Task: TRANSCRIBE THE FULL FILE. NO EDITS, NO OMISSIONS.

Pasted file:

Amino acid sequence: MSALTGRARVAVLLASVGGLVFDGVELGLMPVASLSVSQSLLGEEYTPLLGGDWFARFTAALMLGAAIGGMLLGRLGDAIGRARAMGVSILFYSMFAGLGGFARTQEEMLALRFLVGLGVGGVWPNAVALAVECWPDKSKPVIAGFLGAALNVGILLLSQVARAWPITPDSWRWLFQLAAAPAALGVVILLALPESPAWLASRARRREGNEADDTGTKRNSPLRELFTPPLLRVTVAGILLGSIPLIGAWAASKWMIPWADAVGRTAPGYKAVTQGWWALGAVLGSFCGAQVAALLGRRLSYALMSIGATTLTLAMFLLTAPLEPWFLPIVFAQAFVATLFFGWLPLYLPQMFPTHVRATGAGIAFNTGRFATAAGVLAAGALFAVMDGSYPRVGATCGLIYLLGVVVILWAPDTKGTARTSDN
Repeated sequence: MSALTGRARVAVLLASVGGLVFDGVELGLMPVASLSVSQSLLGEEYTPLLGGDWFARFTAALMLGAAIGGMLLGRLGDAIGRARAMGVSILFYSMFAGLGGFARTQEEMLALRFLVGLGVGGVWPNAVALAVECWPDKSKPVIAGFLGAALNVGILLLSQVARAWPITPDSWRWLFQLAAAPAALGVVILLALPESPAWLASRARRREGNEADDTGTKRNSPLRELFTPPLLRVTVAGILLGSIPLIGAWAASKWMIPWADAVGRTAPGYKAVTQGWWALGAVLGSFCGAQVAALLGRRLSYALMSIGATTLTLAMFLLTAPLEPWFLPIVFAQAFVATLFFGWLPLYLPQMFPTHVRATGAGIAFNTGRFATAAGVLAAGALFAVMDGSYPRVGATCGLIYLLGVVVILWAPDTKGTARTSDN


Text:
Amino acid sequence: MSALTGRARVAVLLASVGGLVFDGVELGLMPVASLSVSQSLLGEEYTPLLGGDWFARFTAALMLGAAIGGMLLGRLGDAIGRARAMGVSILFYSMFAGLGGFARTQEEMLALRFLVGLGVGGVWPNAVALAVECWPDKSKPVIAGFLGAALNVGILLLSQVARAWPITPDSWRWLFQLAAAPAALGVVILLALPESPAWLASRARRREGNEADDTGTKRNSPLRELFTPPLLRVTVAGILLGSIPLIGAWAASKWMIPWADAVGRTAPGYKAVTQGWWALGAVLGSFCGAQVAALLGRRLSYALMSIGATTLTLAMFLLTAPLEPWFLPIVFAQAFVATLFFGWLPLYLPQMFPTHVRATGAGIAFNTGRFATAAGVLAAGALFAVMDGSYPRVGATCGLIYLLGVVVILWAPDTKGTARTSDN
Repeated sequence: MSALTGRARVAVLLASVGGLVFDGVELGLMPVASLSVSQSLLGEEYTPLLGGDWFARFTAALMLGAAIGGMLLGRLGDAIGRARAMGVSILFYSMFAGLGGFARTQEEMLALRFLVGLGVGGVWPNAVALAVECWPDKSKPVIAGFLGAALNVGILLLSQVARAWPITPDSWRWLFQLAAAPAALGVVILLALPESPAWLASRARRREGNEADDTGTKRNSPLRELFTPPLLRVTVAGILLGSIPLIGAWAASKWMIPWADAVGRTAPGYKAVTQGWWALGAVLGSFCGAQVAALLGRRLSYALMSIGATTLTLAMFLLTAPLEPWFLPIVFAQAFVATLFFGWLPLYLPQMFPTHVRATGAGIAFNTGRFATAAGVLAAGALFAVMDGSYPRVGATCGLIYLLGVVVILWAPDTKGTARTSDN